Accelerating the Glacial Pace of Consumer Behavior Change
<p>The 20th anniversary of one of the first large-scale studies on the green consumer shows how far we've come -- and how very much further we have to go.</p>
I've sometimes been accused of being impatient. It's true, I have to work at that one, especially when it comes to matters that seem urgent. So when I read the results this week of Gfk's report, The Environment, Public Attitudes and Individual Behavior: A Twenty-Year Evolution, it was bittersweet.
The 1990 study, originally commissioned by SC Johnson and Company, was one of the first large-scale consumer studies on sustainability in the marketplace, so I was expecting some pretty big shifts from the nascent days of sustainability to the mainstream movement it is today.
Here are some of the highlights:
- Americans Understand More but Expect Less: About 70 percent of Americans now say that they know what's good and bad for the environment (hooray!). That's a 20-point increase since 1995. We all know that knowledge alone doesn't lead to change, but in this case, increased knowledge has actually dampened individuals' perceived role in being part of the solution (sigh). Americans now are more likely to say they can't do a lot to help the environment, flocking to the middle statement – I can do a little.
- Change is Happening: Compared with 1990, twice as many Americans now recycle (58 percent), buy green products (29 percent) and use environmentally friendly transportation. When asked why they had changed their behaviors, most said it was for the money or financial incentives (a potential conundrum) and that social influence from their friends and family played an important but lesser role. Interestingly, disincentives or penalties also proved to be a popular motivator.
- Three in four Americans say they feel good when they do something to help the environment, but only one in three would feel embarrassed if caught not recycling. (Evidence that sustainability is more about intrinsic values than social pressure?)
- Responsibility is Shifting: In 1990, more Americans assigned blame for environmental harm at the feet of companies, and while pollution is still considered an important issue, people are now more likely to say that consumers' desire for convenience instead of environmental benefits is to blame.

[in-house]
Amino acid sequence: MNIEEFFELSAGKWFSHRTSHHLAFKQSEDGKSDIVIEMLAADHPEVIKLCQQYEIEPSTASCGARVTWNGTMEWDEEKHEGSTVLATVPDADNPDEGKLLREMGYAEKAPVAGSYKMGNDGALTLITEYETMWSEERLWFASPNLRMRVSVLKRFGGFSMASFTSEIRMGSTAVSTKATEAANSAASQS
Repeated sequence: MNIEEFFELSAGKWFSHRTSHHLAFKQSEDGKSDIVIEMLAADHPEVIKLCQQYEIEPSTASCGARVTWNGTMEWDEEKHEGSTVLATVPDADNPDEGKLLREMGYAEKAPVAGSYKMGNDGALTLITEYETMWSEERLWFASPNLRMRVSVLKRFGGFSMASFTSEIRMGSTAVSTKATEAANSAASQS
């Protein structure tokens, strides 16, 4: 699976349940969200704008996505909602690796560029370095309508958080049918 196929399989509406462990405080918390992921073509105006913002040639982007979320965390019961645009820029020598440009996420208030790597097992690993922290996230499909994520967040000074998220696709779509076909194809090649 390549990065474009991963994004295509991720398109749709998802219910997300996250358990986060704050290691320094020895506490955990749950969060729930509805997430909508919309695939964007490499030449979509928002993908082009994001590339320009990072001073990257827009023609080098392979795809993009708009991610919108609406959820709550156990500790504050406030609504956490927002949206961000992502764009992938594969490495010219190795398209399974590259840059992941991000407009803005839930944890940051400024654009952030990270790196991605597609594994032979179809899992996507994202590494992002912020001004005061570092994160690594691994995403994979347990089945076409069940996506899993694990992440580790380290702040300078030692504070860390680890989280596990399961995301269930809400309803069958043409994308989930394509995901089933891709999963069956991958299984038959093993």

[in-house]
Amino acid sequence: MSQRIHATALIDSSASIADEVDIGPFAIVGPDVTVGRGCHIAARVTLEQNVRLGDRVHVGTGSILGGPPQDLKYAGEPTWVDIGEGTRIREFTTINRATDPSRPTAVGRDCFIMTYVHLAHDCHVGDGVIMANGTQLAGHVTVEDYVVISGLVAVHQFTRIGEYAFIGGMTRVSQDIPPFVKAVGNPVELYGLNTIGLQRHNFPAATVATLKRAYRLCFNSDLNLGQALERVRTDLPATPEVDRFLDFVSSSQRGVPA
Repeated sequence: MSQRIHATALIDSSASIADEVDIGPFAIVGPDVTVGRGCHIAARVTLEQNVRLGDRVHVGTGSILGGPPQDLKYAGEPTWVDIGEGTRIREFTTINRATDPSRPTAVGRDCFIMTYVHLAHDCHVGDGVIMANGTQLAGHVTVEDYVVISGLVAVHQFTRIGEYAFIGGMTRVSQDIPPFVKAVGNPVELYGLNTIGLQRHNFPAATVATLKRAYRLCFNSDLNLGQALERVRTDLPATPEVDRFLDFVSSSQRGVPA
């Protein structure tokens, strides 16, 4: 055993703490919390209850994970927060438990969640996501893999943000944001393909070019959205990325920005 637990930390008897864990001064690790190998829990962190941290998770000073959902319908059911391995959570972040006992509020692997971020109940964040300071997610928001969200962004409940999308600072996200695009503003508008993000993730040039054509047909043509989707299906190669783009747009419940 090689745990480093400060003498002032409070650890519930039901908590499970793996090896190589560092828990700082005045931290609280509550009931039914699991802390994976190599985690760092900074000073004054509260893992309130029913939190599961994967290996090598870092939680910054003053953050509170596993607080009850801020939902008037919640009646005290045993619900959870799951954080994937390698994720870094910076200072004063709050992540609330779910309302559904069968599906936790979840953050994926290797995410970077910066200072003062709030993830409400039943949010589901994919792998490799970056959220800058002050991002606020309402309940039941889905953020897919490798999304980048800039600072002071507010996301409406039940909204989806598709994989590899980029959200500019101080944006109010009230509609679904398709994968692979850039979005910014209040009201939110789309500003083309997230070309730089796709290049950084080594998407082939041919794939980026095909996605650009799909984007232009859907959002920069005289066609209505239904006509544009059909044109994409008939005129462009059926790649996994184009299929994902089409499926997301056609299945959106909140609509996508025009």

Then I ran across this: a short academic article called "Changing household behaviors to curb climate change: how hard can it be?" It turns out that people think drying clothes on a clothesline (not using the dryer) five months a year is the hardest thing to do. Really? The hardest thing to do to conserve energy is to use a clothes line? Interestingly, buying a more fuel-efficient automobile and installing a more efficient heating unit were thought to be slightly less hard than that. Last time I checked, clotheslines and clothes pins were a helluva a lot less expensive than a new car or HVAC system So, clearly cost does not define degree of difficulty in this case.
The good news here is that most Americans thought most of the 15 activities tested were definitely on the easy side.
So why aren't we doing more if it's not hard and if we see that consumer demand/desire for convenience is to blame for environmental problems? Consider Cara Pike's recent blog post entitled, "7 reasons why the public is not engaged on climate."
- We're facing an unprecedented risk: You know, the kind that's hard for our brains to process.
- The public is overwhelmed: It's hard to know which voices in the cacophony to trust.
- Fatalism has set in: people don't know what can be done, and how to be part of the solution on an individual level.
- Mighty Opposition: Big industries are spending big dollars to stave off the conversation and steer it in a way that benefits their interests.
- Science isn't 100 percent accurate: So although most scientists agree climate change is real, skeptics and deniers have latched on to their slight uncertainty as proof that the results are invalid.
- The conversation hasn't been about values: While facts are facts, facts don't motivate people to change. Where's the conversation about the moral imperative?
- Not taking the long view: Again, something our brains aren't good at.
Turns out, climate change is physically hard for our brains to think about and understand. And it's hard to actually act on because it's expensive and inconvenient. But change is also inevitable and with the right nudging, messaging, programs and tools, we'll get there.
This article originally appeared on The Shelton Group's blog.
Glacier photo via Shutterstock.